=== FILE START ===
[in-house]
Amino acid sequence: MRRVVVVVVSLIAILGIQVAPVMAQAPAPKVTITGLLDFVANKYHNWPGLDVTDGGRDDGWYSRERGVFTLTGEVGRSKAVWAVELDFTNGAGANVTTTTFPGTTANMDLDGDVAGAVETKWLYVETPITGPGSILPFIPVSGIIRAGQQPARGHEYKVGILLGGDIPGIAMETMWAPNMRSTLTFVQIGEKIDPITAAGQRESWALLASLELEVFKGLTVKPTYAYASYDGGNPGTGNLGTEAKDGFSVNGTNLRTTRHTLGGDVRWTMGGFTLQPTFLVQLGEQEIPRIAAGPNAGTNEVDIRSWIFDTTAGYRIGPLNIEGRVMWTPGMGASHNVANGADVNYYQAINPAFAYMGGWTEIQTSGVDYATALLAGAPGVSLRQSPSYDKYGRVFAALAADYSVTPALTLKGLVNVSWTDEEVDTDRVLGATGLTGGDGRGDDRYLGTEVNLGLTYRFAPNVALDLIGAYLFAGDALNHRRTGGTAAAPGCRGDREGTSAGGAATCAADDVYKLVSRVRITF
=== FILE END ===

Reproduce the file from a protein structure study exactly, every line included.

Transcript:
[in-house]
Amino acid sequence: MRRVVVVVVSLIAILGIQVAPVMAQAPAPKVTITGLLDFVANKYHNWPGLDVTDGGRDDGWYSRERGVFTLTGEVGRSKAVWAVELDFTNGAGANVTTTTFPGTTANMDLDGDVAGAVETKWLYVETPITGPGSILPFIPVSGIIRAGQQPARGHEYKVGILLGGDIPGIAMETMWAPNMRSTLTFVQIGEKIDPITAAGQRESWALLASLELEVFKGLTVKPTYAYASYDGGNPGTGNLGTEAKDGFSVNGTNLRTTRHTLGGDVRWTMGGFTLQPTFLVQLGEQEIPRIAAGPNAGTNEVDIRSWIFDTTAGYRIGPLNIEGRVMWTPGMGASHNVANGADVNYYQAINPAFAYMGGWTEIQTSGVDYATALLAGAPGVSLRQSPSYDKYGRVFAALAADYSVTPALTLKGLVNVSWTDEEVDTDRVLGATGLTGGDGRGDDRYLGTEVNLGLTYRFAPNVALDLIGAYLFAGDALNHRRTGGTAAAPGCRGDREGTSAGGAATCAADDVYKLVSRVRITF